Websites that let hotel guests sound off anonymously about the good and the bad of their stay, can be a helpful resource, especially if you're unfamiliar with the locale.
But those user-generated reviews can also have their share of pitfalls.
Some of these hotels actually post reviews that are positive of their property and in some cases, they've been caught posting negative reviews of their competitors," notes travel expert Mark Murphy of markmurphytravels.com. "So how do you sort the wheat from the chaff? I think that's the big challenge."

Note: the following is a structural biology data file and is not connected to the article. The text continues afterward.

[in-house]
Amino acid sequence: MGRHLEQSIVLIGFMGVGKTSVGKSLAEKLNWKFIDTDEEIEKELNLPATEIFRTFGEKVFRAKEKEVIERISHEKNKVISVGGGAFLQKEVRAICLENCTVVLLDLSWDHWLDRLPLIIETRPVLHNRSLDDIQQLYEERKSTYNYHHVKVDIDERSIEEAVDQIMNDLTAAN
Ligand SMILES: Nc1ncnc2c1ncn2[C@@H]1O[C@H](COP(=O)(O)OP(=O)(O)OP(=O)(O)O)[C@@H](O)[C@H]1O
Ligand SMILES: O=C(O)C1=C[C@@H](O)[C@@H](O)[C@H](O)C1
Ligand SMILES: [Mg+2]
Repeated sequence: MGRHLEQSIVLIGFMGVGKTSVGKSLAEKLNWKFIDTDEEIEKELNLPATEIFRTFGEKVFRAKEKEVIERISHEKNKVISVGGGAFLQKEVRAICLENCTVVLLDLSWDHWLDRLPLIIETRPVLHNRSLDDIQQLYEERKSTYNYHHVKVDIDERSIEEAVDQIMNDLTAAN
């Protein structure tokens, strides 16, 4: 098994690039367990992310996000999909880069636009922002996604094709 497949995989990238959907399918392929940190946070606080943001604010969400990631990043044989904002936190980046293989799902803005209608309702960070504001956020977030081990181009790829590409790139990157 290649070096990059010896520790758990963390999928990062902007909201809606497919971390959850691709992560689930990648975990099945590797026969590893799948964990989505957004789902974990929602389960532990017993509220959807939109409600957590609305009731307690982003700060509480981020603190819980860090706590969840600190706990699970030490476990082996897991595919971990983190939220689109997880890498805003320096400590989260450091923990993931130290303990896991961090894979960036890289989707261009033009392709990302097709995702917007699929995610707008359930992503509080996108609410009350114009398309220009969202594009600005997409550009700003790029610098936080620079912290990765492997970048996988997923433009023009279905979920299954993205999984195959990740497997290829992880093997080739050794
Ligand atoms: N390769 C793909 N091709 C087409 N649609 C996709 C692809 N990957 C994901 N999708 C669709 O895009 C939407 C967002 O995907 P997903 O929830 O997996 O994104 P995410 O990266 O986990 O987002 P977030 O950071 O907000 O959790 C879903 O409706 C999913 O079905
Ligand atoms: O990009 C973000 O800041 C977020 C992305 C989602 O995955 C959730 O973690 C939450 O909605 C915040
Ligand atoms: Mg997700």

If reviews look stellar but there are only a handful of them, that should raise a red flag.
Murphy says to read all reviews carefully and look for certain clues in quality, and in quantity.
Murphy says a hotel should have a longer list of feedback, both good and bad.
"Some people will have a bad experience, and they'll go on and complain about it, even though the property might be quite good. Some people will go on and rave about it, and then you kind of get to that mean, and I think that's what you want to look for."
Also look for guest reviews by travelers with your interests, in your age group, and from similar geographic regions. That can help ensure a better match.
(Karin Caifa for CNN's Consumer Watch)